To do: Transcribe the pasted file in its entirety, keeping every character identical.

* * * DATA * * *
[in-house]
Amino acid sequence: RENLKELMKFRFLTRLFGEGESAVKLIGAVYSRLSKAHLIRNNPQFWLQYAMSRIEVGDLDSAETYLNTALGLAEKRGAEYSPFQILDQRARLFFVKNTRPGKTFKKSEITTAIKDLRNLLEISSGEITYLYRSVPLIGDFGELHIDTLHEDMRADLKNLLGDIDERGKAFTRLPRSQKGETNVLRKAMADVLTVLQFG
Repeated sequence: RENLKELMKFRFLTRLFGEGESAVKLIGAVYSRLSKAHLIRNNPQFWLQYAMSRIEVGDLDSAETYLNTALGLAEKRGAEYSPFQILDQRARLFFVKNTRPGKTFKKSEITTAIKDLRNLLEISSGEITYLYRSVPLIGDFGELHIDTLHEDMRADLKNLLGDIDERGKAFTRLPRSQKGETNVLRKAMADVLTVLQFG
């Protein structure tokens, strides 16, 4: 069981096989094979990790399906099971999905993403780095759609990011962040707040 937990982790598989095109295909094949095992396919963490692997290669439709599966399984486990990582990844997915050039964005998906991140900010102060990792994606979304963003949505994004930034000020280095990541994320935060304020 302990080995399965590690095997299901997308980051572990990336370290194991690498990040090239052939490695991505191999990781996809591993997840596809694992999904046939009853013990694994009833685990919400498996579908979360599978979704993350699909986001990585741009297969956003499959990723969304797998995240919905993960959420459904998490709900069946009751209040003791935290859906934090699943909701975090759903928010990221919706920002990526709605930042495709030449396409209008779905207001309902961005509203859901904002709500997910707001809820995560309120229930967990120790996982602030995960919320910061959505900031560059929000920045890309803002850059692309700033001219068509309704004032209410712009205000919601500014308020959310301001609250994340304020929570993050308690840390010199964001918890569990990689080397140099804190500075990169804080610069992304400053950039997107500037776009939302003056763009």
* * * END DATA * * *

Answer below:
[in-house]
Amino acid sequence: RENLKELMKFRFLTRLFGEGESAVKLIGAVYSRLSKAHLIRNNPQFWLQYAMSRIEVGDLDSAETYLNTALGLAEKRGAEYSPFQILDQRARLFFVKNTRPGKTFKKSEITTAIKDLRNLLEISSGEITYLYRSVPLIGDFGELHIDTLHEDMRADLKNLLGDIDERGKAFTRLPRSQKGETNVLRKAMADVLTVLQFG
Repeated sequence: RENLKELMKFRFLTRLFGEGESAVKLIGAVYSRLSKAHLIRNNPQFWLQYAMSRIEVGDLDSAETYLNTALGLAEKRGAEYSPFQILDQRARLFFVKNTRPGKTFKKSEITTAIKDLRNLLEISSGEITYLYRSVPLIGDFGELHIDTLHEDMRADLKNLLGDIDERGKAFTRLPRSQKGETNVLRKAMADVLTVLQFG
């Protein structure tokens, strides 16, 4: 069981096989094979990790399906099971999905993403780095759609990011962040707040 937990982790598989095109295909094949095992396919963490692997290669439709599966399984486990990582990844997915050039964005998906991140900010102060990792994606979304963003949505994004930034000020280095990541994320935060304020 302990080995399965590690095997299901997308980051572990990336370290194991690498990040090239052939490695991505191999990781996809591993997840596809694992999904046939009853013990694994009833685990919400498996579908979360599978979704993350699909986001990585741009297969956003499959990723969304797998995240919905993960959420459904998490709900069946009751209040003791935290859906934090699943909701975090759903928010990221919706920002990526709605930042495709030449396409209008779905207001309902961005509203859901904002709500997910707001809820995560309120229930967990120790996982602030995960919320910061959505900031560059929000920045890309803002850059692309700033001219068509309704004032209410712009205000919601500014308020959310301001609250994340304020929570993050308690840390010199964001918890569990990689080397140099804190500075990169804080610069992304400053950039997107500037776009939302003056763009």